Tim buys a book. Tim accidentally summons a demon. Hilarity, carnage, ensue.
A bell over the diner's door rang as George walked in. The sound, Pavlovian, reminded him to remove his baseball cap.
The place had once been a Waffle House, but then a bad economy had landed on the town a few years back, the way locusts alight on a hayfield and that was the end of the Waffle House, along with just about everything else. Now the place was a no-name joint. A banner had been hung across the original yellow sign and that banner read 'BREAKFAST,' with no elaboration or lies. Someone had taken a stab at painting fried eggs and bacon on the windows, and the result got the point across, though the two yolks looked a little like the wide-eyed stare of a distant (and possibly stoned) Aztec god and the stiff bacon parked on the edge of the plate seemed vaguely sexual with its browns and pinks. A rank of chipped wood-pattern Formica counter tops ran between the dining area and the kitchen. Coffee machines old enough for Medicaid stood watch over miniature boxes of Frosted Flakes. The juke box had broken down, but no one had the heart to haul it away. A diner is a lesser place with no jukebox. That said, no one longed for the days when it could still play 'A Waffle House Christmas' either.
“Morning, George,” the waitress, Patrice, said from behind the counter. She owned the place and, while her restaurant would never attempt to take on even a single pretension, she kept it scrupulously clean.
“Morning, Patrice,” George said. He stuffed the hat indifferently into the back pocket of his jeans, bill first, and had a seat at one of the stools by the counter. He was a tall man, too tall for the stool, and with his feet up on the rail under the counter, he seemed out of scale with his surroundings.
“Morning, George,” said a fat man perched two stools down.
“Morning Alfred,” George said to the fat man.
“What’s shaking, George?” Patrice said, setting a mug of coffee in front of him.
“Daughter called last night. She’s coming for Christmas after all. Her‘n the kids.”
“Bible Babe, or the one with the,” Alfred made a circling motion around his face with an extended finger. He meant port-wine stain, which George’s younger daughter—April—did have, though it was no bigger than a soup can and mostly hidden behind her hairline.
“Juney. The uhhh...the religious one, yeah,” George said morosely.
“Thought they couldn’t afford it this year?” Patrice said. She was a short, man-faced woman with no-nonsense hair and capable hands. Put her in a pantsuit, Alfred once said, and she’d make a good political appointee. Put her in a mullet and she’d make a good dog washer. Alfred generally tuned his considerable brains towards snide, the way Newton had directed his to the subject of gravity.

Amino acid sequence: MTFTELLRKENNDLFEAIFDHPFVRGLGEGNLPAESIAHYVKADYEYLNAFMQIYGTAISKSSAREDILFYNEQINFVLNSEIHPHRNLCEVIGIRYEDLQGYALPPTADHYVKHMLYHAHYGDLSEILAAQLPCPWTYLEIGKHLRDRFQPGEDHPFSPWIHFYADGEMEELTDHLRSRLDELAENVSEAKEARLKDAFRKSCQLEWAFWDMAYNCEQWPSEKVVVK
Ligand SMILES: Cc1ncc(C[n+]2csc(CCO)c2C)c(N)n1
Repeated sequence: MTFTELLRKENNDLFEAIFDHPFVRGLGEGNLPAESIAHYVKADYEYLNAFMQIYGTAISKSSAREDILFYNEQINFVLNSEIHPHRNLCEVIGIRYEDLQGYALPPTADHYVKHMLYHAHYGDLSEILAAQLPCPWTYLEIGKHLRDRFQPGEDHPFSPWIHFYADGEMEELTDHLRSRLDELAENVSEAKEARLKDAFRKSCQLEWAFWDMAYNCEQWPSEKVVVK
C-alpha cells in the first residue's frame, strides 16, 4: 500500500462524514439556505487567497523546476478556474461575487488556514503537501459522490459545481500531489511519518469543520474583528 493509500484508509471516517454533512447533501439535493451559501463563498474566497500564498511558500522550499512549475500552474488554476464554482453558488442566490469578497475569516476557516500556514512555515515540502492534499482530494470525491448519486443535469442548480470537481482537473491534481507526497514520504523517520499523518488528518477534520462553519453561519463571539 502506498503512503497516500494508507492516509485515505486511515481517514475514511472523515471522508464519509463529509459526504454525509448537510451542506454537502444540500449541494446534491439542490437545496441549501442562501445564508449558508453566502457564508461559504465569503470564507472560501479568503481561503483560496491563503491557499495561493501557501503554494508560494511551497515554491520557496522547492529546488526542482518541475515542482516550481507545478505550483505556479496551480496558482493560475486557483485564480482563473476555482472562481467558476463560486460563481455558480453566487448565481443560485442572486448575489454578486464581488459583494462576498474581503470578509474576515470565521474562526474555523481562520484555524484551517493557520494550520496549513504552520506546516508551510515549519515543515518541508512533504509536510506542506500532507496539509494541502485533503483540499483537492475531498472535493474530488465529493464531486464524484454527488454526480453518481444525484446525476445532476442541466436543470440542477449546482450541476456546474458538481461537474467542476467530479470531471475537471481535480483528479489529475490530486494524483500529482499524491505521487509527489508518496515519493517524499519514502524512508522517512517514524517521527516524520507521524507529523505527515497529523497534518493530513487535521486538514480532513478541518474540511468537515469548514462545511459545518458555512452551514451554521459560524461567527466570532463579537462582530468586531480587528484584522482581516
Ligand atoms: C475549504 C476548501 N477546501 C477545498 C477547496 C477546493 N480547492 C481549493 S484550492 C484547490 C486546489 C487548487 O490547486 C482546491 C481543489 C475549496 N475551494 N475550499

“Well, they got ahold of some free plane tickets, somehow,” George said, “prayed for em, maybe.”
“Well don’t bring them here,” Alfred mumbled around a forkload of eggs and Tobasco sauce, “find somewhere else for breakfast.”
“That’s just rude, Alfred,” Patrice said with one hand on her cocked hip, “Man’s welcome here and so’s his family. And you want to know something else, Alfred Mendis?”
“Probably not,” Alfred said.
“You’re a real bastard and that’s why no one loves you.”
“Yeah, okay, actually I did know that,” Alfred said, belching into his fist. Alfred spent nine months of the year on a derrick in the Gulf, ‘doing Satan’s Petrochemical will,’ as he put it. The empty time between stints made him ornery, especially in first few weeks ashore.
“They won’t eat at restaurants anyway,” George said, “Juney’ll cook everything.”
“What? Is the smell of a greasy spoon is offensive to the Lord?” Alfred said, shoveling another heap of yolk-bleeding egg into his mouth.
“Not exactly,” George said, “Mostly they got five kids now and—“
“Five?” Patrice said, “Thought it was four. I must have lost track somewhere.”
“—yeah, they had another baby this summer. I haven’t met that one yet. Anyway, they can’t afford to eat out. That and Jacob is convinced that Mexicans will spit in his food on account of his being a white man. Sorry, Javier.”
Javier, the cook, leaned out through his order window. This early in the morning, his chef whites still had a perky, just-out-of-the dryer crispness to them that wouldn’t last past ten.
"Hey, yeah man, it's true, we will,” the cook drawled. “We’ll spit in your food. All of us," Javier said.
“Well, that’s fucking great,” Albert said, and then he laughed, like really thought it was great.